Buzzing, Waving, Googling.

Buzzing. Waving. Googling.

BzzzzzzOn the phone with my friend and colleague Catherine Ventura the other day, after discussing the focus and path of a project, we got to talking about meetings, recent topics of conversation in our worlds, and what's hot out there in the tech & geek world.  "What's your take on Google Buzz?" Catherine asked me.  As fate would have it, except for the chat on last week's Yi-Tan call on this subject, I'd barely thought much about Buzz.  I'd tweeted about the woman who felt so totally violated by the initial release and information blast setup, retweeted  John Blossom's tweet linking to a post on it, or made a casual observation, but otherwise had just paid it little mind.  But as happens, once Catherine and I began to talk, it dawned on me what I actually thought about Buzz, and the buzz on buzz.  At Catherine's suggestion (urging?), I am blogging about it, posting it as she suggested.

Here's the gist of what I had to say:  There are many different houses within the Google bubble. A variety of development teams, web thinkers, doers, marketers, scattered across many different disciplines and areas of concentration.   The Buzz team seems to have come out of the same house or type of environment as the Google Wave crew


The very groovy, aptly colored Google Wave logo. Why make this comparison?  It's the geekiness of the two projects.  A bunch of tech heads, engineers, coming up with a really geeky product.  Yet one that at time of release to the public at large seems not to have been tested on "civilians," those not of the technogeek persuasion.  Or as though the team had just never thought of running it by regular people.  Google Wave is clearly not for those who are not accustomed to the geekier side of computing.  It has all sorts of collaborative features and can be used as a wonderful tool. But, of course, try selling that to the average computer user who spends most of his or her time with email, websites, the usual social platforms (Facebook, Twitter, MySpace, etc.) maybe using a word processor and a spreadsheet from time to time

At launch both products seemed rough around the edges. But Google Buzz, planted within Gmail and perceived by many as Google's answer to Twitter, was the oddest of launches from the Sultans of Search.  Unlike the launches of most social networking or social media initiatives, the Google Buzz glaring lack of focus on user-directed data sharing and protections as default was even out of character with Google's stated commitment to respect of individual identity and personal data. The monolith may know everything about your search habits, gathering and storing all those queries as well as your activity as it relates to Google Docs, Reader, photo sharing, even blogging -- but while it takes all this contextual information about you and algorithmically attempts to cash in on that with ads beside all those screens, that data is held from others.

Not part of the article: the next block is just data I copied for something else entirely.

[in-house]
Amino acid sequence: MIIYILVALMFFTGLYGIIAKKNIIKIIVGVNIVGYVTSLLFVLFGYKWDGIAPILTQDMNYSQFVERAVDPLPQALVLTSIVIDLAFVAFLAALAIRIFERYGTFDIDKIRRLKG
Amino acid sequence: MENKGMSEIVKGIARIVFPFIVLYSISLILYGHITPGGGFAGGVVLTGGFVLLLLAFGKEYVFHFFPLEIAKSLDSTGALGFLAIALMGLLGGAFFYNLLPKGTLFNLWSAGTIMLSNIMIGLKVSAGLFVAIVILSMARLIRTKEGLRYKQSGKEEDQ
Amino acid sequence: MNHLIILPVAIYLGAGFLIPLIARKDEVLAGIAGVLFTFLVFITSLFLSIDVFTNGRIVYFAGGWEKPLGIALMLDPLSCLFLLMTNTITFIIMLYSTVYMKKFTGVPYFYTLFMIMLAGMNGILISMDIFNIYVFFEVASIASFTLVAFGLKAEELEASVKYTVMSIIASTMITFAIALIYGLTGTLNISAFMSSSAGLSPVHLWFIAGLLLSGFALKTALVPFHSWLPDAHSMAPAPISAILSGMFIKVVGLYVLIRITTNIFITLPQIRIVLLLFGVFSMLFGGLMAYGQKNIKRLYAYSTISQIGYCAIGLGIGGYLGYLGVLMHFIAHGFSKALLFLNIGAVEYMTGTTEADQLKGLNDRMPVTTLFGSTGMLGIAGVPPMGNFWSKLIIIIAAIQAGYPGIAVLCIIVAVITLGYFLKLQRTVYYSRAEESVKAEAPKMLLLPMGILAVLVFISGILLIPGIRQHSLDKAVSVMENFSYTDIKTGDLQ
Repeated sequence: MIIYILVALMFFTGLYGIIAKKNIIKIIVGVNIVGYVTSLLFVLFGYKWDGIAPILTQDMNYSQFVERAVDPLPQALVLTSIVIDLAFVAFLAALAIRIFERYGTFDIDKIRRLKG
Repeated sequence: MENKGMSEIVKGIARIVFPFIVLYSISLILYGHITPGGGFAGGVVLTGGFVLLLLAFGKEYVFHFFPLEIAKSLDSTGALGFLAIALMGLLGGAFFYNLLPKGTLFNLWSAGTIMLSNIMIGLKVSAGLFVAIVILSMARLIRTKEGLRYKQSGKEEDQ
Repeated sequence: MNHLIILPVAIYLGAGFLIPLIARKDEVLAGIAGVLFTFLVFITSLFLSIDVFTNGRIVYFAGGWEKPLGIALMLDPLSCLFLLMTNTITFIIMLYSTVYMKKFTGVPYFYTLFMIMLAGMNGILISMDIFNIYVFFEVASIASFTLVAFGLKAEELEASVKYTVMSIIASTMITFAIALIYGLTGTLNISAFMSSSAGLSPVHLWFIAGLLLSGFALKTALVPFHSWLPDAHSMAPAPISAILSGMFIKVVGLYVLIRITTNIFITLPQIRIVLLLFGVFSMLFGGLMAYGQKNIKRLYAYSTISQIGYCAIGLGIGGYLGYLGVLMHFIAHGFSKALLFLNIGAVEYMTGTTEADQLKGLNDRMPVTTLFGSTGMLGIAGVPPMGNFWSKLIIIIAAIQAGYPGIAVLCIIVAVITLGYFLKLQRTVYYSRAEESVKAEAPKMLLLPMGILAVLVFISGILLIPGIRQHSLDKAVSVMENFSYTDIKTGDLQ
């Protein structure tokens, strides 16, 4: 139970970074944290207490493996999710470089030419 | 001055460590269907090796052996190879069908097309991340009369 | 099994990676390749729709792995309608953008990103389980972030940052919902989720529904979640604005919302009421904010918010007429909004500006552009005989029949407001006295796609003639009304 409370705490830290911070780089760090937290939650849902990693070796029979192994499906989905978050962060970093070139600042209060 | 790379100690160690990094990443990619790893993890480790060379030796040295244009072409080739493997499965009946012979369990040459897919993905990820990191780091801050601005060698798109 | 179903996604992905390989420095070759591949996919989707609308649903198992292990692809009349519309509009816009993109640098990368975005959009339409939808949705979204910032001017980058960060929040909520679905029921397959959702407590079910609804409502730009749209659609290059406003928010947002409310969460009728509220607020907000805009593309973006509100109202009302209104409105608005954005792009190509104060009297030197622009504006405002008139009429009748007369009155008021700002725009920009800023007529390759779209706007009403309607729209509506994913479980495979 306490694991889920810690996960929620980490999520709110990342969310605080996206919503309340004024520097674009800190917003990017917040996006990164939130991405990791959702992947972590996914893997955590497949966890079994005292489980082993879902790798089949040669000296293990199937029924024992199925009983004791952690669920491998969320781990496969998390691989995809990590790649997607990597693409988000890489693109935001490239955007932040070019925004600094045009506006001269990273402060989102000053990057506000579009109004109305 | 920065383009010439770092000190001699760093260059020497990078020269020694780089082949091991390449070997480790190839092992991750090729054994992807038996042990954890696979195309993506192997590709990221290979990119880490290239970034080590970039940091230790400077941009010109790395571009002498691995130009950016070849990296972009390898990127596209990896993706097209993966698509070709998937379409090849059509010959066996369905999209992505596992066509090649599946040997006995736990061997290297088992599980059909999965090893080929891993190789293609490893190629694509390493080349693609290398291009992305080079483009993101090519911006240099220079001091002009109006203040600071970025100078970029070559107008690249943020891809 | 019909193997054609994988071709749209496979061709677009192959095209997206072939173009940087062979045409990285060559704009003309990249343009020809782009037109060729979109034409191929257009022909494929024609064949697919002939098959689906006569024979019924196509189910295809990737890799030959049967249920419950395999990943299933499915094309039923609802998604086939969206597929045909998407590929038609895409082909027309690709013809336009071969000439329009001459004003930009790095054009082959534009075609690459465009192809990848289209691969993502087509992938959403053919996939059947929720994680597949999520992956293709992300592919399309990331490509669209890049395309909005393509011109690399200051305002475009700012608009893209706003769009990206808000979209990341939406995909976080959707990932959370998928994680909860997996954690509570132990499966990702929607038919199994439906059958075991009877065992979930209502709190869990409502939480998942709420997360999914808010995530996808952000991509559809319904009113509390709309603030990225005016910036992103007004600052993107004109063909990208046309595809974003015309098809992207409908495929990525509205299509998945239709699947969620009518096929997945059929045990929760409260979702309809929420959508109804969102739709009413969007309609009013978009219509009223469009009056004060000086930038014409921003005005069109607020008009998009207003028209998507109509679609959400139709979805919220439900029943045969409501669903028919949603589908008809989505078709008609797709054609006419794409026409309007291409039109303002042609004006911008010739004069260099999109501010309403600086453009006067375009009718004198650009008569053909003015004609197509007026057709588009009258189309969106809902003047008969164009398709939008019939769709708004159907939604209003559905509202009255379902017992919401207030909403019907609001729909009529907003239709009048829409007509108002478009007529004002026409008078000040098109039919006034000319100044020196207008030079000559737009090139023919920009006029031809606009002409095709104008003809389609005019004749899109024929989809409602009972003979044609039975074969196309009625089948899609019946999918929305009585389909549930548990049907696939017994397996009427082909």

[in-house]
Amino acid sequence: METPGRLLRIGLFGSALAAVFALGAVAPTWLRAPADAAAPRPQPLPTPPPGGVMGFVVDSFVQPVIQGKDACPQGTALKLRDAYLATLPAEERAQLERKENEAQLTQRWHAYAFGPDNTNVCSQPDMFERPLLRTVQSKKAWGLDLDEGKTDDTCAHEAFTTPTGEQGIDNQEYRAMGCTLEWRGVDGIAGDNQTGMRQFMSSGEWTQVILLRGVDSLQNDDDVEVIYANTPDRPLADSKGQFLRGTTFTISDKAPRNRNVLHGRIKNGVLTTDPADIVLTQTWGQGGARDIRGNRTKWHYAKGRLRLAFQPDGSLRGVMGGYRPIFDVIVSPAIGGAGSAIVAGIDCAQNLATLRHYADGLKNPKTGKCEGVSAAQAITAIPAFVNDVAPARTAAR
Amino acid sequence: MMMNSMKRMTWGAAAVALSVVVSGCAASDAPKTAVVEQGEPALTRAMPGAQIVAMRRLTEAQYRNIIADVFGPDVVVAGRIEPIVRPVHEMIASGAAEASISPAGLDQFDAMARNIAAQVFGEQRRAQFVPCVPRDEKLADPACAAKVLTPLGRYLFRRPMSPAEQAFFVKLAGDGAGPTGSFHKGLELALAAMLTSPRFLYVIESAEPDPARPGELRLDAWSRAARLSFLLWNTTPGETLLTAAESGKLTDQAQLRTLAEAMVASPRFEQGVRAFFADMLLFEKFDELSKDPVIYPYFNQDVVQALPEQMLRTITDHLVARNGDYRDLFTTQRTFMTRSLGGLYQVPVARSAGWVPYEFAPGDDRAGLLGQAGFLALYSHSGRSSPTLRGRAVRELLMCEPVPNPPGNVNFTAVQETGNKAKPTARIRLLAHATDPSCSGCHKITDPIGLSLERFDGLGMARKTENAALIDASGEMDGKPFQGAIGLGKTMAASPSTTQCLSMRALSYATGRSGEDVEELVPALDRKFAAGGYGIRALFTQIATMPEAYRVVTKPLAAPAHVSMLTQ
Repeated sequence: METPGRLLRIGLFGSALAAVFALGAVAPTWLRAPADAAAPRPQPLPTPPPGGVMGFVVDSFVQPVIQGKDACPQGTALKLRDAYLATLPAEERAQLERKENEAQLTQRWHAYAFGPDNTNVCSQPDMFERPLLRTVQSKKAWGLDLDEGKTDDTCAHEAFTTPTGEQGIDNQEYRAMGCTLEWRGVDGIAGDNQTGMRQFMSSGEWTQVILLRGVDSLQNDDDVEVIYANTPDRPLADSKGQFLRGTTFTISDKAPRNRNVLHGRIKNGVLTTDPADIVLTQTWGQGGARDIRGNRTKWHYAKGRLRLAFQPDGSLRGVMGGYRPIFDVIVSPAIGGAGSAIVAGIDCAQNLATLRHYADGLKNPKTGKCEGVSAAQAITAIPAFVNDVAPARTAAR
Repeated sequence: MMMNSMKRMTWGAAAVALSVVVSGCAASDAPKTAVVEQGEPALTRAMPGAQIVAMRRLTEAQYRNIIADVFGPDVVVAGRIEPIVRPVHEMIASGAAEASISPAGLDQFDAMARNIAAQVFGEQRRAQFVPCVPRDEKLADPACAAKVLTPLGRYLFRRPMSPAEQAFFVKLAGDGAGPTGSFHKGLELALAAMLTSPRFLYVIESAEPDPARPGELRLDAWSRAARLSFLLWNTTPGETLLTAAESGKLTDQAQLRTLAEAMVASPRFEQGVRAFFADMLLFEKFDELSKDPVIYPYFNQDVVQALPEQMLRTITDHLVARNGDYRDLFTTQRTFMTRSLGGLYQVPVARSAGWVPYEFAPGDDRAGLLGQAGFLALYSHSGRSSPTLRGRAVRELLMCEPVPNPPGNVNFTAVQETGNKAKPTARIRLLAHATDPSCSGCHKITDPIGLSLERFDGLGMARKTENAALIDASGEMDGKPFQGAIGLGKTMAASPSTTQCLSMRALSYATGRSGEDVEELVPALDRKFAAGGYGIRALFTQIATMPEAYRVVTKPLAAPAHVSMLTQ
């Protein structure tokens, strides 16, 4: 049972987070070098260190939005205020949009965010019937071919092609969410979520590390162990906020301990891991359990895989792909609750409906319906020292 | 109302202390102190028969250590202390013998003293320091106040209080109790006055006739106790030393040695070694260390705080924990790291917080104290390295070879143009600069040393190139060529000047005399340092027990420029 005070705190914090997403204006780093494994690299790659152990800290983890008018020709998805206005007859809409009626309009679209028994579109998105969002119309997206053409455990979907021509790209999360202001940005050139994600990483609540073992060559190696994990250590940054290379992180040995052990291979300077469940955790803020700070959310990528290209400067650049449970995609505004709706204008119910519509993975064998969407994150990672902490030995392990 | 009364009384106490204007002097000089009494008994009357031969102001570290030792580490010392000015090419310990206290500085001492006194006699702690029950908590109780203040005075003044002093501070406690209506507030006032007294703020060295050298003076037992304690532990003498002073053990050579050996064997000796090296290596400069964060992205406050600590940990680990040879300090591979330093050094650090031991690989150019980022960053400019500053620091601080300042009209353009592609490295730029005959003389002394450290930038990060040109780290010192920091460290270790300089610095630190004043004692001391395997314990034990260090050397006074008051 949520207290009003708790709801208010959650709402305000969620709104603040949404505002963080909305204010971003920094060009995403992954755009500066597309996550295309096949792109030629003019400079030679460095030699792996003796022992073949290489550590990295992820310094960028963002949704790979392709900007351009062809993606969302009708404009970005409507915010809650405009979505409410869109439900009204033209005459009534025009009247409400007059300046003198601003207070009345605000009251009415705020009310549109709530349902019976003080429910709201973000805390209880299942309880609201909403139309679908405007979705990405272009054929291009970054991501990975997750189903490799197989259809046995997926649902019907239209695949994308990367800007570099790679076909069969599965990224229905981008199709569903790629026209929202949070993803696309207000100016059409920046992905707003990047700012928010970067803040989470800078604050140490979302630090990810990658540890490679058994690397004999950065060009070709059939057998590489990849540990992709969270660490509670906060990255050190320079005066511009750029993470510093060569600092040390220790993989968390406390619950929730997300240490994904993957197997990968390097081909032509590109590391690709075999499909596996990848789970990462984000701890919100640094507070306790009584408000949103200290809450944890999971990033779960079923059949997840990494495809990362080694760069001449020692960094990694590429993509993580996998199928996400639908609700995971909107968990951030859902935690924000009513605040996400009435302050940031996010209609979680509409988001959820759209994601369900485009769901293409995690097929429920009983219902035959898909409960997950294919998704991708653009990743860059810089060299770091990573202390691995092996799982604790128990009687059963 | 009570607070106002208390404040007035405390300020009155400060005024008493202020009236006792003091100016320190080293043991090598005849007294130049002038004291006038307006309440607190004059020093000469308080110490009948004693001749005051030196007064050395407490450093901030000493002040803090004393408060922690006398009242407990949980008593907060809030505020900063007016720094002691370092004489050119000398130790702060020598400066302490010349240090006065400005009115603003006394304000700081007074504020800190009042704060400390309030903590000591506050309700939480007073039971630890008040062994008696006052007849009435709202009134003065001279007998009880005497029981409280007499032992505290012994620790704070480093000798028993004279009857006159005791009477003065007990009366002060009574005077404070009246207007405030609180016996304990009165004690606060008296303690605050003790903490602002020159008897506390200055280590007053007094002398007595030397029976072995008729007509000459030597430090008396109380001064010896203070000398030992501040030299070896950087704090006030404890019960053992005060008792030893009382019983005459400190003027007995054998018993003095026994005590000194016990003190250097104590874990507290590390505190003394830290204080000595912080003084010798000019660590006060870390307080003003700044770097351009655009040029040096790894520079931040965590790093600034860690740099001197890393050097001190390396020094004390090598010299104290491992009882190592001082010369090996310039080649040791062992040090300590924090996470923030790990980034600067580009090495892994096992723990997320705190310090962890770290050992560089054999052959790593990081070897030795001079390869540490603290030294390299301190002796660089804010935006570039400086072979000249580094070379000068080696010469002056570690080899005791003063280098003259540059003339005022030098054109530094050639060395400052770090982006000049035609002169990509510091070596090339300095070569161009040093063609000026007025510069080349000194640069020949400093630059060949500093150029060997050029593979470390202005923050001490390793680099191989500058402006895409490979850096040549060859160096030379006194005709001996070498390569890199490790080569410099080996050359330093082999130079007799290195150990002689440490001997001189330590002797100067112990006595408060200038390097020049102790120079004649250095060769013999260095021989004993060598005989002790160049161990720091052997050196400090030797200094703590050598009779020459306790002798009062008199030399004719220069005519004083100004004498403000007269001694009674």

Buzz broke that rule. It was remedied poste-haste, faster than Tiger Woods could apologize and just about as fast as David Letterman took to grab control of his embarrassing situation.  But what an odd, unusual and woefully embarrassing faux pas for the company that swears they may keep a ton of data on you, but they'll never pass any of it on.   Except when they launched Buzz.

The "oops we fixed that one" rapid response seemed to strike a rough chord in the blogoshere, the twittersphere, and just about everywhere.  Kudos for fixing it, but WTF was that all about to being with?!  When did Google forget that personal data was sacrosanct?  And yes, they hopped right on it and solved most of the issues, but many posited that this was all part of a larger plan.

Considering that Google does indeed house multiple development teams working on a vast array of projects, plus the bevy of ideas they play around with well in advance of determining whether or not to pursue beyond investigation, it would seem that such an idea factory would have a well established method of vetting the applications before launch.  Is this a Machiavellian plan?  Is the famous "do no evil" mantra slipping away as the public company strives to increase shareholder value every quarter?  Perhaps the bubbles of developer pods in the House of Google are running a little rampant, like children, eager to show off their new creations . . . even before those creations are truly ready for prime time.

The Google Bubble?  It sank to the ground and then sputtered for most with Wave.  For a good many reviewers and users, the Google Bubble popped with Buzz, never to be seen again.  Well, maybe to be seen in Gmail and ignored until it goes away.  If it goes away at all.  There may have been a klutzy step or two from Google of late, but don't let that fool you: much is yet to come.  Perhaps a little less geeky and a lot more user friendly.  Two geekier than need be releases in a row?  Strange, no doubt.  That's a two strike count on Google.  But it seems rather unlikely that there would be a third strike to blow the bubble out for good.  

Pop! goes the bubble . . .<br>

Unimpressive though Google Buzz may be at this early moment, it doesn't diminish the anticipation or hope for more innovative ideas, products, or apps from the mother ship.